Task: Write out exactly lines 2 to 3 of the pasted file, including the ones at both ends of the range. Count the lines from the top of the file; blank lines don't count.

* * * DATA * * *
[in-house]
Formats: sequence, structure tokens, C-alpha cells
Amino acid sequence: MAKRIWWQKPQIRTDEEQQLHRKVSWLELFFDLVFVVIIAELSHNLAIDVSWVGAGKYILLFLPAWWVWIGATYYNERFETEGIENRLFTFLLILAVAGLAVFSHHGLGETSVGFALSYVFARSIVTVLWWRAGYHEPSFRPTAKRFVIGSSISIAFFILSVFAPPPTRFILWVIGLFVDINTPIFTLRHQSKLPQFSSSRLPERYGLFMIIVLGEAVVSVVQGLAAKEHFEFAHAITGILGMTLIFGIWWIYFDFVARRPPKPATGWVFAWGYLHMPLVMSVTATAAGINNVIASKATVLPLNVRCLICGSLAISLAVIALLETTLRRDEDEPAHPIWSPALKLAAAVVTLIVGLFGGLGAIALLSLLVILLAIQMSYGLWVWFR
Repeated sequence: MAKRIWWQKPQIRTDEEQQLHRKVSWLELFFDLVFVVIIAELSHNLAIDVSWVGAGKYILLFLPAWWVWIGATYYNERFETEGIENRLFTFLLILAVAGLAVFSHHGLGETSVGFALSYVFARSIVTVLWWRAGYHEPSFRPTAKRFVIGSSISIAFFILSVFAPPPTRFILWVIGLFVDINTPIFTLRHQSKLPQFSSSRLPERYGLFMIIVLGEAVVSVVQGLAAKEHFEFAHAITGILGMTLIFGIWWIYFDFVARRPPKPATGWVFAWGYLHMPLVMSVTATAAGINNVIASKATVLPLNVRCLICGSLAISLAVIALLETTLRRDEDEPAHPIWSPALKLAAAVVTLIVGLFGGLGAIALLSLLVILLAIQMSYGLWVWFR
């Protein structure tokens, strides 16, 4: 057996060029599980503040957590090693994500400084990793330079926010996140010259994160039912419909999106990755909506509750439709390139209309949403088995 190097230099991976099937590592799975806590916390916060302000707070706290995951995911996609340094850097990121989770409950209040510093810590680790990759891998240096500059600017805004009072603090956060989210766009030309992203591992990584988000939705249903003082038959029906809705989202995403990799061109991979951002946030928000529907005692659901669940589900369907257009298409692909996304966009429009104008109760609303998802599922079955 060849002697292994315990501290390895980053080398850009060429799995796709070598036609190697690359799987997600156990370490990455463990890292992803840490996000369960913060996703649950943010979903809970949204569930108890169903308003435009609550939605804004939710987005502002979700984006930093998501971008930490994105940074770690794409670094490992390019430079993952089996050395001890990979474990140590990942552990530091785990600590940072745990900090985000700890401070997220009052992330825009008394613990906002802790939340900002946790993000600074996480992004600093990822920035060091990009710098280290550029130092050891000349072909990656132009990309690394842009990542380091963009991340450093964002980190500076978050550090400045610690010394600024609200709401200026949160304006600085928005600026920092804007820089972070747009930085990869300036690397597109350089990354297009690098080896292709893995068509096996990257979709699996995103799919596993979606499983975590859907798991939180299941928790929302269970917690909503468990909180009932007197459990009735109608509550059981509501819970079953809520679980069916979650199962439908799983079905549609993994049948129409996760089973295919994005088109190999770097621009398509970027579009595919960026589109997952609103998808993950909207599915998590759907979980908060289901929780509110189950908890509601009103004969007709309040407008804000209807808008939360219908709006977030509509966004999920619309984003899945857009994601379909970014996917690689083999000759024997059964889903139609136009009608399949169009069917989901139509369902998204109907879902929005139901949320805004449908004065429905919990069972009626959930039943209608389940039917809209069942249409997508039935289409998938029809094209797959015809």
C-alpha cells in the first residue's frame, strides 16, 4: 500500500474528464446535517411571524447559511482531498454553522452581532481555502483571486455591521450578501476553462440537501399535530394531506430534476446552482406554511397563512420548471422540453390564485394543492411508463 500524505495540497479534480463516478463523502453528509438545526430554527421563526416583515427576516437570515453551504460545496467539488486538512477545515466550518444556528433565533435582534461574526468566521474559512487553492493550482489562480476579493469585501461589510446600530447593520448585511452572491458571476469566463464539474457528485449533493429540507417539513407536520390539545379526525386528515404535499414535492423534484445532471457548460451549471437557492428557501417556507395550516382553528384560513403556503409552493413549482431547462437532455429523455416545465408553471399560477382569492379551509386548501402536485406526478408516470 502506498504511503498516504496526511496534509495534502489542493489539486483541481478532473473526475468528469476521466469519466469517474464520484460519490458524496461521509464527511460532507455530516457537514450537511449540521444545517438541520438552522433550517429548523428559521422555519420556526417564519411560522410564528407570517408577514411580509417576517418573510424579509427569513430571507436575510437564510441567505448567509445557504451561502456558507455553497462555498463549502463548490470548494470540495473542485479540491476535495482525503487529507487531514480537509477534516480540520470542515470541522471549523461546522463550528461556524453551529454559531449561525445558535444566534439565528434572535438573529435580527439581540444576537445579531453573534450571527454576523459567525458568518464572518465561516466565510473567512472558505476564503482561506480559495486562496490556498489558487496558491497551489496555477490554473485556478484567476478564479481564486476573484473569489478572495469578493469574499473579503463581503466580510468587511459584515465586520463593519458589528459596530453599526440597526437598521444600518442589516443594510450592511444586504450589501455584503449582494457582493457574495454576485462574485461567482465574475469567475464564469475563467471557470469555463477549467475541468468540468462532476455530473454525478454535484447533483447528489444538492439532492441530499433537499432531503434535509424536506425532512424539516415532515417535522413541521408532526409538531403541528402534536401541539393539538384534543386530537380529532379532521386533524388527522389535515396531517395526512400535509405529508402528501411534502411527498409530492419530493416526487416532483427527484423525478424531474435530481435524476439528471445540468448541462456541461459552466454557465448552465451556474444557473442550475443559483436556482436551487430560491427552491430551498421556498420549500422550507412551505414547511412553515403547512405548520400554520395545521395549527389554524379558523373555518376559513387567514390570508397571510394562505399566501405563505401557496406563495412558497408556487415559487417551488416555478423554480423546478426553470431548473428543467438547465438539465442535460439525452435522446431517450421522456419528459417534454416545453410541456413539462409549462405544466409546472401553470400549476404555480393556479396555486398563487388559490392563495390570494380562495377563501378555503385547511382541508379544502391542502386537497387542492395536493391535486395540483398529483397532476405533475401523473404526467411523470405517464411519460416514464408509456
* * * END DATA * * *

Formats: sequence, structure tokens, C-alpha cells
Amino acid sequence: MAKRIWWQKPQIRTDEEQQLHRKVSWLELFFDLVFVVIIAELSHNLAIDVSWVGAGKYILLFLPAWWVWIGATYYNERFETEGIENRLFTFLLILAVAGLAVFSHHGLGETSVGFALSYVFARSIVTVLWWRAGYHEPSFRPTAKRFVIGSSISIAFFILSVFAPPPTRFILWVIGLFVDINTPIFTLRHQSKLPQFSSSRLPERYGLFMIIVLGEAVVSVVQGLAAKEHFEFAHAITGILGMTLIFGIWWIYFDFVARRPPKPATGWVFAWGYLHMPLVMSVTATAAGINNVIASKATVLPLNVRCLICGSLAISLAVIALLETTLRRDEDEPAHPIWSPALKLAAAVVTLIVGLFGGLGAIALLSLLVILLAIQMSYGLWVWFR